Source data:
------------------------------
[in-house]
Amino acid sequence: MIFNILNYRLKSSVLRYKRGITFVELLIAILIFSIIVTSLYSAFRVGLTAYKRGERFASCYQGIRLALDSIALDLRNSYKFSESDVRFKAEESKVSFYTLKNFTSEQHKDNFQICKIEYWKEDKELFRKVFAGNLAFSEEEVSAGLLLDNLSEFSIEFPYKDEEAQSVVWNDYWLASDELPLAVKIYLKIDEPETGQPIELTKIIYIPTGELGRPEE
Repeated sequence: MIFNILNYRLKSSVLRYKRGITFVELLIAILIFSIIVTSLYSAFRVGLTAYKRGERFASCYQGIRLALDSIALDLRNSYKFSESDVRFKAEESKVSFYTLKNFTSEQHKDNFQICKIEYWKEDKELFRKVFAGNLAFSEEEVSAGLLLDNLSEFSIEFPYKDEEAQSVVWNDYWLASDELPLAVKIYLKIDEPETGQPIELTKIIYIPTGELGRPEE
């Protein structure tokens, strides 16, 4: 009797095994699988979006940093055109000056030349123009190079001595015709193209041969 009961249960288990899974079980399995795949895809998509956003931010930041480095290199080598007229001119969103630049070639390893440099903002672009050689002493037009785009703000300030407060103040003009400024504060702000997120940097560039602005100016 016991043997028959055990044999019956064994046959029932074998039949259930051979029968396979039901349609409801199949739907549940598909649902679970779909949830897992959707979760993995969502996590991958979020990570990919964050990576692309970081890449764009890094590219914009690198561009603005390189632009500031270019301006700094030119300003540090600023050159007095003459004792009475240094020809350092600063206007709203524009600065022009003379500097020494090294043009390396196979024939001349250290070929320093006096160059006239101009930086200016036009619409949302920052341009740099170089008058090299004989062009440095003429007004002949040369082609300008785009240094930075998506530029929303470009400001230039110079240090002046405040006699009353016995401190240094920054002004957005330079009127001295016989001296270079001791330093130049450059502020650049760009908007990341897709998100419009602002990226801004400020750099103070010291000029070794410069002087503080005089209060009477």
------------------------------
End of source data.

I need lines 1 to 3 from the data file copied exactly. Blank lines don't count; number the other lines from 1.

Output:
[in-house]
Amino acid sequence: MIFNILNYRLKSSVLRYKRGITFVELLIAILIFSIIVTSLYSAFRVGLTAYKRGERFASCYQGIRLALDSIALDLRNSYKFSESDVRFKAEESKVSFYTLKNFTSEQHKDNFQICKIEYWKEDKELFRKVFAGNLAFSEEEVSAGLLLDNLSEFSIEFPYKDEEAQSVVWNDYWLASDELPLAVKIYLKIDEPETGQPIELTKIIYIPTGELGRPEE
Repeated sequence: MIFNILNYRLKSSVLRYKRGITFVELLIAILIFSIIVTSLYSAFRVGLTAYKRGERFASCYQGIRLALDSIALDLRNSYKFSESDVRFKAEESKVSFYTLKNFTSEQHKDNFQICKIEYWKEDKELFRKVFAGNLAFSEEEVSAGLLLDNLSEFSIEFPYKDEEAQSVVWNDYWLASDELPLAVKIYLKIDEPETGQPIELTKIIYIPTGELGRPEE